A deeply felt examination of grief.

MOM'S SWEATER

A girl struggles to understand her grief in this British import and picture-book debut for artist Perkin.

After a visit to her mother in the hospital comes a life-changing call the next morning: “She’s gone.” There’s a funeral and many condolences. The girl finds herself unable to concentrate and feels detached from the world, her father telling her that it is grief she is experiencing. Perkin writes matter-of-factly about struggling with the loss of a parent. There’s no condescension to child readers; she respects their ability to understand, telling the story with a refreshing candor from the girl’s point of view: “Everyone would say, ‘I’m so sorry.’ But it wasn’t their fault,” the girl muses. Finding one of her mother’s sweaters, which retains her mother’s scent, the girl wears it often. Her sensitive father helps her comprehend the enormity of her feelings with the use of an apt and poignant simile, explaining that her grief is like her mother’s sweater: It stays the same, but she will “eventually grow into it.” There is a fitting plaintiveness to Perkin’s stylized figures—she draws eyes simply with everyone appearing as if they are looking down—but smiles grow as times passes and the girl and her father come to understand their loss. The two are white; the family’s grieving friends include people of color and multiracial families.

A deeply felt examination of grief. (Picture book. 4-10)

Pub Date: April 21, 2020

ISBN: 978-0-8028-5544-2

Page Count: 32

Publisher: Eerdmans

Review Posted Online: Feb. 9, 2020

Kirkus Reviews Issue: March 1, 2020

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The dynamic interaction between the characters invites readers to take risks, push boundaries, and have a little unscripted...

CLAYMATES

Reinvention is the name of the game for two blobs of clay.

A blue-eyed gray blob and a brown-eyed brown blob sit side by side, unsure as to what’s going to happen next. The gray anticipates an adventure, while the brown appears apprehensive. A pair of hands descends, and soon, amid a flurry of squishing and prodding and poking and sculpting, a handsome gray wolf and a stately brown owl emerge. The hands disappear, leaving the friends to their own devices. The owl is pleased, but the wolf convinces it that the best is yet to come. An ear pulled here and an extra eye placed there, and before you can shake a carving stick, a spurt of frenetic self-exploration—expressed as a tangled black scribble—reveals a succession of smug hybrid beasts. After all, the opportunity to become a “pig-e-phant” doesn’t come around every day. But the sound of approaching footsteps panics the pair of Picassos. How are they going to “fix [them]selves” on time? Soon a hippopotamus and peacock are staring bug-eyed at a returning pair of astonished hands. The creative naiveté of the “clay mates” is perfectly captured by Petty’s feisty, spot-on dialogue: “This was your idea…and it was a BAD one.” Eldridge’s endearing sculpted images are photographed against the stark white background of an artist’s work table to great effect.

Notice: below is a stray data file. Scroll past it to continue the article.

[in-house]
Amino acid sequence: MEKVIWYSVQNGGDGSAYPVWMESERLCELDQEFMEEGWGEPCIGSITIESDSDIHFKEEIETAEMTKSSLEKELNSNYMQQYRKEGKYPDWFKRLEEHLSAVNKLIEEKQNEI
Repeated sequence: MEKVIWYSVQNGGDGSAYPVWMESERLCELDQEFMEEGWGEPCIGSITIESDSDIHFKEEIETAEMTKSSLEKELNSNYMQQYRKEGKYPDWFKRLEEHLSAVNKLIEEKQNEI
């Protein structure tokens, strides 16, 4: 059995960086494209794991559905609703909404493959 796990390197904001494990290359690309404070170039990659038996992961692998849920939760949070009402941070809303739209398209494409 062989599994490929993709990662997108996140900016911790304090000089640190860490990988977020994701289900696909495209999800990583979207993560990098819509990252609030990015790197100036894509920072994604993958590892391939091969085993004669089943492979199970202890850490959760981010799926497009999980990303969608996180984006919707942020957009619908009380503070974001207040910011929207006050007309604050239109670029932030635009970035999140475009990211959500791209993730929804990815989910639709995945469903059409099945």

The dynamic interaction between the characters invites readers to take risks, push boundaries, and have a little unscripted fun of their own . (Picture book. 5-8)

Pub Date: June 20, 2017

ISBN: 978-0-316-30311-8

Page Count: 40

Publisher: Little, Brown

Review Posted Online: March 29, 2017

Kirkus Reviews Issue: April 15, 2017

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As insubstantial as hot air.

THE WORLD NEEDS WHO YOU WERE MADE TO BE

A diverse cast of children first makes a fleet of hot air balloons and then takes to the sky in them.

Lifestyle maven Gaines uses this activity as a platform to celebrate diversity in learning and working styles. Some people like to work together; others prefer a solo process. Some take pains to plan extensively; others know exactly what they want and jump right in. Some apply science; others demonstrate artistic prowess. But “see how beautiful it can be when / our differences share the same sky?” Double-page spreads leading up to this moment of liftoff are laid out such that rhyming abcb quatrains typically contain one or two opposing concepts: “Some of us are teachers / and share what we know. / But all of us are learners. / Together is how we grow!” In the accompanying illustration, a bespectacled, Asian-presenting child at a blackboard lectures the other children on “balloon safety.” Gaines’ text has the ring of sincerity, but the sentiment is hardly an original one, and her verse frequently sacrifices scansion for rhyme. Sometimes it abandons both: “We may not look / or work or think the same, / but we all have an / important part to play.” Swaney’s delicate, pastel-hued illustrations do little to expand on the text, but they are pretty. (This book was reviewed digitally with 11.2-by-18.6-inch double-page spreads viewed at 70.7% of actual size.)

As insubstantial as hot air. (Picture book. 4-8)

Pub Date: Nov. 10, 2020

ISBN: 978-1-4003-1423-2

Page Count: 32

Publisher: Tommy Nelson

Review Posted Online: Jan. 19, 2021

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